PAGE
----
Imagine this: You're seven months pregnant - with an extra 10kg hanging out around your waist. You can't feel half of your left leg because of a pinched nerve but you can feel your pulled groin muscle.
Despite being in the third trimester you still have morning sickness (although not as bad as the hyperemesis you suffered during the first part of the pregnancy). You've got low blood pressure that makes you feel light-headed.
You're slightly sleep deprived from your unborn baby kicking you in the ribs all night and you're desperate to sit down from all of this for a moment's reprieve.
But each day, as you waddle on to the bus with your handbag and visible extra body weight in tow, you are surprised that nobody stands to give you a seat. Not even those sitting in the "priority" seating section. Say what?!
This is a daily occurrence for my pregnant self. Every day I stand alongside a few other public transport-users, holding on to the railing as the bus eagerly takes off, making a beeline for the motorway. Travelling at around 80km/h, my already unstable body battles the driver's heavy foot on the accelerator and brake as the bus navigates from Takapuna, over the Harbour Bridge and into the city.
This morning, as I sat at the bus stop, I decided to pull out my phone and film the experience - not necessarily to name and shame people who wouldn't stand, but to bring to light how common the issue is.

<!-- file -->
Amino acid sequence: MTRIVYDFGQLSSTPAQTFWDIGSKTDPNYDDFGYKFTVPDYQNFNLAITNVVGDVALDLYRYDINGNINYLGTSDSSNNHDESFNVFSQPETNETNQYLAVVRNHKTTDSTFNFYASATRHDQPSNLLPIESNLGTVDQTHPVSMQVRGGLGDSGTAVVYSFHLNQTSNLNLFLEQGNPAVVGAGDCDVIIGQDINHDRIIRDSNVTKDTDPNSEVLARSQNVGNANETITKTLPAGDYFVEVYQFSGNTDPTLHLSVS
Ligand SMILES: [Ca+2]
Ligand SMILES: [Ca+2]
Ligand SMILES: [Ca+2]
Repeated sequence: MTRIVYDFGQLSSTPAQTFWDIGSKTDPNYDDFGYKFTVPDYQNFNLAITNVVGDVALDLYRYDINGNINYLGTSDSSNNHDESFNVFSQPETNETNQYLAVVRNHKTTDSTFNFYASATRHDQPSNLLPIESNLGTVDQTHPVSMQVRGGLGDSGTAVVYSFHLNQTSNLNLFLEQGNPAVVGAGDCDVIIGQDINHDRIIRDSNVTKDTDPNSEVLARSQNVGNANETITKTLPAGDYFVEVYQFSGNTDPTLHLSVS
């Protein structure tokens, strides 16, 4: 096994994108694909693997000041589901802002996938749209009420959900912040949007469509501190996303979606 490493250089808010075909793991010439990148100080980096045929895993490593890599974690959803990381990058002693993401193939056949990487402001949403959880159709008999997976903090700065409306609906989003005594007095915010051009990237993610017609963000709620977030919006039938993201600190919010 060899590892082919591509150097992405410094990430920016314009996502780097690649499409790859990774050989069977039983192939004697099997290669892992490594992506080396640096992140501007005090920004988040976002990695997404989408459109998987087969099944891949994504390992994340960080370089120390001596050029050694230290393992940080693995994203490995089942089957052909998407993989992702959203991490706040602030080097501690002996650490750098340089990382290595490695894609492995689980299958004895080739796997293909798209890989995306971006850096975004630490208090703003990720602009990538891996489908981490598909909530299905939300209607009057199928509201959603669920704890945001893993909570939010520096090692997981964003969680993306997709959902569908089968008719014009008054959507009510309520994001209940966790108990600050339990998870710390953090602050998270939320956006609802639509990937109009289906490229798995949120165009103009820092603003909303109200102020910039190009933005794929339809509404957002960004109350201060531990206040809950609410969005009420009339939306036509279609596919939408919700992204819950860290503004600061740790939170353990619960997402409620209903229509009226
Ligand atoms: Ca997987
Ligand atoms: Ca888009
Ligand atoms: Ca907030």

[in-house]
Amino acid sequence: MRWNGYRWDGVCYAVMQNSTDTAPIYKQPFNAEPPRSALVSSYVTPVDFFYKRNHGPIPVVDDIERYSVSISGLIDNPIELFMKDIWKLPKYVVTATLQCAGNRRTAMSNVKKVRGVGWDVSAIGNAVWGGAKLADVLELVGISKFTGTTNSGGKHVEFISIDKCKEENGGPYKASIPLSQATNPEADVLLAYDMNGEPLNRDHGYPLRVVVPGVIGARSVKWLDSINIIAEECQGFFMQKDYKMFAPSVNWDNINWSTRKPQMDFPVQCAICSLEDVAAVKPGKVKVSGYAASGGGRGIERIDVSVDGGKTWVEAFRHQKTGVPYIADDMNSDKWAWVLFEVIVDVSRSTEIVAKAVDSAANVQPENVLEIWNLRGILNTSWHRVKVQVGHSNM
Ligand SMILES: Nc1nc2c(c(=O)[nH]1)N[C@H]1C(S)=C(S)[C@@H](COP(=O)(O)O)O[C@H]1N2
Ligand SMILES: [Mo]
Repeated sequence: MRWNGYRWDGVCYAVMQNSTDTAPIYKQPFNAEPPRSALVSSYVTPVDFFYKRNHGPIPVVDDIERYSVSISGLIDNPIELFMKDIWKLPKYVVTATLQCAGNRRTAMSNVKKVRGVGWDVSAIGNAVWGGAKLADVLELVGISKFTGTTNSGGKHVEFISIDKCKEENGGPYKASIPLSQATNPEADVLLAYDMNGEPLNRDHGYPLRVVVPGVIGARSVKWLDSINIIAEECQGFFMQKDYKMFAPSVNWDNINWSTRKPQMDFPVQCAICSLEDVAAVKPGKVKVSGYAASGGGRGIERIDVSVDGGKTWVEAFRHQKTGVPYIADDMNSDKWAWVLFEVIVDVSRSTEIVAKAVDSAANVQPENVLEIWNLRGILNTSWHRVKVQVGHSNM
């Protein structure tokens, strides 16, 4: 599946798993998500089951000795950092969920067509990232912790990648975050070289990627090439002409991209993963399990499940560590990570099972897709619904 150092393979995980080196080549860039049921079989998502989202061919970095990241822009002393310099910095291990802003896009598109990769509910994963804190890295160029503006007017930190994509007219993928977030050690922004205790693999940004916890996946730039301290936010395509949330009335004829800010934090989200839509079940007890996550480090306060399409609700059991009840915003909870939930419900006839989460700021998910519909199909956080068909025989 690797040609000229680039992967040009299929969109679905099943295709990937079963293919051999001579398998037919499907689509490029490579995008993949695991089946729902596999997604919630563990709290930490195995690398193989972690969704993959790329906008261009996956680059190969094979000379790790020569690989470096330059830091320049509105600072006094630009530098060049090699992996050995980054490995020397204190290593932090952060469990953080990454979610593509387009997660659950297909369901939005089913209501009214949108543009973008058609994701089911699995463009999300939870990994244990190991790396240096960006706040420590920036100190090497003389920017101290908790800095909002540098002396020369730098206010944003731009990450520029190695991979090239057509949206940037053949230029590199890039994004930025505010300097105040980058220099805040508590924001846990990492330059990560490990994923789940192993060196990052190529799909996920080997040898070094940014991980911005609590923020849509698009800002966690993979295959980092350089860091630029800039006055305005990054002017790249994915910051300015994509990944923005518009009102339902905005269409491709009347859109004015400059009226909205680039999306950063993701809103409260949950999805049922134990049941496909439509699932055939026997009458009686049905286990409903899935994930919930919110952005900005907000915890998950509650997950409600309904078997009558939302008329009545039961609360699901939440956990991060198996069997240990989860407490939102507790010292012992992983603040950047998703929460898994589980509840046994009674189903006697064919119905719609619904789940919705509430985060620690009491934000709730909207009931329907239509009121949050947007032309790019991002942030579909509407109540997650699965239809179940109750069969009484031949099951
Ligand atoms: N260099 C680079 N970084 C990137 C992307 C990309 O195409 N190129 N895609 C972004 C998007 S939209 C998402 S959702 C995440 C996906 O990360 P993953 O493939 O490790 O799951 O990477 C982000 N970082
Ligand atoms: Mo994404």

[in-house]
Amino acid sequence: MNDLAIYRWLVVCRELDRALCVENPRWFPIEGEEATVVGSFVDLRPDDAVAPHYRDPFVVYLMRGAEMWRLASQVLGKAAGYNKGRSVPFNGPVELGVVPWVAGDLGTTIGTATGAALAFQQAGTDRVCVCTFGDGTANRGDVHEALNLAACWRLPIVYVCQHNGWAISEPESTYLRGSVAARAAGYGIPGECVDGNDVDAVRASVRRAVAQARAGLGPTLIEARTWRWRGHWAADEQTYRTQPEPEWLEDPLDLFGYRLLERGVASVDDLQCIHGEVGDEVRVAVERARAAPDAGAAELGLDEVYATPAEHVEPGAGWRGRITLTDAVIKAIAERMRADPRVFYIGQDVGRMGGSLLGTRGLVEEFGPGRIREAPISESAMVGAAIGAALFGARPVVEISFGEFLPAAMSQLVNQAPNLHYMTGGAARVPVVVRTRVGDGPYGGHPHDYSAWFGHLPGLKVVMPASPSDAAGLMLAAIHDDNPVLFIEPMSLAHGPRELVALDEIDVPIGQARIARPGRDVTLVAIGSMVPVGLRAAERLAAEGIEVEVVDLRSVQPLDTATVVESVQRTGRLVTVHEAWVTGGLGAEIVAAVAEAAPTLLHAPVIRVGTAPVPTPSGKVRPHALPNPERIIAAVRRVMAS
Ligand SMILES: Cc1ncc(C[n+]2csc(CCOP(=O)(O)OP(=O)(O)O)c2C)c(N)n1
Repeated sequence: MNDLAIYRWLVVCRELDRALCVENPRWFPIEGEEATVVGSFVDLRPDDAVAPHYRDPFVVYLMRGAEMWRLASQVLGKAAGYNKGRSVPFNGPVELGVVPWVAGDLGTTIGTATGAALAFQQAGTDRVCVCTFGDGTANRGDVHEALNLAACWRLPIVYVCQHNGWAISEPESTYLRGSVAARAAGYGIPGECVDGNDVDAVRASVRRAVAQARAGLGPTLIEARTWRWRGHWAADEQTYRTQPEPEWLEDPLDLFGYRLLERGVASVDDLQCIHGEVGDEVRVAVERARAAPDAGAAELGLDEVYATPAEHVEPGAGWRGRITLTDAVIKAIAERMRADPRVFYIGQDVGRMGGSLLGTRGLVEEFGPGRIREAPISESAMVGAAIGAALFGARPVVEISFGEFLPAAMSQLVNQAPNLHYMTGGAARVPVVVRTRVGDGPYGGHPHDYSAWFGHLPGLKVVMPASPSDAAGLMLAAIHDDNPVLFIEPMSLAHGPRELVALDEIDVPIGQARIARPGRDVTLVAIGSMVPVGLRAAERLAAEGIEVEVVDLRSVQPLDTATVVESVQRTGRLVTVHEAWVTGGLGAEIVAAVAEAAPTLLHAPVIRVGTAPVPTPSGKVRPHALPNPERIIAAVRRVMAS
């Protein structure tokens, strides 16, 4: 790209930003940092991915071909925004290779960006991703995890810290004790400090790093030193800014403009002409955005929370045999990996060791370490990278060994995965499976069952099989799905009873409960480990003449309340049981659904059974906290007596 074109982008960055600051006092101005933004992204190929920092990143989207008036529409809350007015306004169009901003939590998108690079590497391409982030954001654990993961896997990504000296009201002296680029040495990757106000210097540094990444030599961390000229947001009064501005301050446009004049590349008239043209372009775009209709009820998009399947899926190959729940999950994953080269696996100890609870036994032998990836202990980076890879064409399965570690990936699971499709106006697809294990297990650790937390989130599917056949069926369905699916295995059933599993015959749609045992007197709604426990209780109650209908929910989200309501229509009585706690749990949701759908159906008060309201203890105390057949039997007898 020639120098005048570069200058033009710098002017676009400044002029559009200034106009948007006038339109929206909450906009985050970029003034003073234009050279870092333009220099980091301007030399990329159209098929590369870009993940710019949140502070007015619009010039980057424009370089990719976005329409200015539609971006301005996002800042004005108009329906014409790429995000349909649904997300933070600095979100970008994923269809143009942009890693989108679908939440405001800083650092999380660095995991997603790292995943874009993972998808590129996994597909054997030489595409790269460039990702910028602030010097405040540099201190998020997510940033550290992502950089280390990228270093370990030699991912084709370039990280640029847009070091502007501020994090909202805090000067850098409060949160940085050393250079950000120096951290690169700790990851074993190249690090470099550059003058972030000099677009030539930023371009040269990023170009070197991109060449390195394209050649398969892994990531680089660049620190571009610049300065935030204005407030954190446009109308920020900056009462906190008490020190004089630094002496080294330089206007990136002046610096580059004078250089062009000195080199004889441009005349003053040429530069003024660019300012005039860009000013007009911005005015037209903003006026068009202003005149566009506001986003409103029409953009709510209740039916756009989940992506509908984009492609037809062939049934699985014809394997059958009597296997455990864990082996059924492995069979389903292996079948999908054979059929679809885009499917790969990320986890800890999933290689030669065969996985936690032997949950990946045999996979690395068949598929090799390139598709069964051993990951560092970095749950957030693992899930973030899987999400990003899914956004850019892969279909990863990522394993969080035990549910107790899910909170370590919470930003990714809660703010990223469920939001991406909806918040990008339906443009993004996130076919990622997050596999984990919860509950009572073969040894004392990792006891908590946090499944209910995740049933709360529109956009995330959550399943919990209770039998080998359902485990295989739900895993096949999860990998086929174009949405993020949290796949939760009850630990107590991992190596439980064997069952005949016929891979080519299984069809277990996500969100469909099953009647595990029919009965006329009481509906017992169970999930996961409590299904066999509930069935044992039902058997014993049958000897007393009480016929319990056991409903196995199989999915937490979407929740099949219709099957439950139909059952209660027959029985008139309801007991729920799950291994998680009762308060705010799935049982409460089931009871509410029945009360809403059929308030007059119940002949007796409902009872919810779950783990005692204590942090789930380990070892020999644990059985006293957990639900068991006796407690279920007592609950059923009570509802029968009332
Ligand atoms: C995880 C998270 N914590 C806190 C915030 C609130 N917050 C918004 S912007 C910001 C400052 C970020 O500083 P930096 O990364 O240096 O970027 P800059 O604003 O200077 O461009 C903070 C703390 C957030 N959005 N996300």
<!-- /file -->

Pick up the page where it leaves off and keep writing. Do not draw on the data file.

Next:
Like every other day, I hobble on to the bus and eagerly look for a seat. Alas, none are free. As the bus zooms off, I take a small stumble before managing to save myself from an embarrassing fall by grabbing the railing.
I look around at the other occupants as they comfortably sit in their seats and slowly make my way to the priority seating area when I feel it's safe to move. All five of the priority seats are taken by people who appear to able-bodied - i.e. not pregnant, disabled or elderly.
One woman notices my presence but decides to look the other way while pretending I don't have a baby bump right under her nose. The woman sitting next to her looks up at me from her phone before turning back to it again. Three others don't even take their eyes off their phones to register I am there. Fair enough, Facebook updates are important. I get it.
To me, the attitude of people on public transport is unacceptable. People sitting there with their noses in their phones, ignorant to their surroundings. What is it going to take for people to actually have some manners to stand? Even when I ask to sit down I am made to feel like I am being rude.
A lot of women probably don't have to imagine this scenario. They endure this daily struggle alongside me. And it seems to be something commonly reported in the news.
What frustrates me most isn't that it's painfully uncomfortable for me to stand. It's the fact that it puts my unborn baby at a greater risk if the bus crashes. Do people not understand this concept or are they just pretending to be naive?
If you're not pregnant, disabled or elderly don't sit in the seat - unless you're willing to move when someone who needs it gets on board. But from my experience that's not usually the case.
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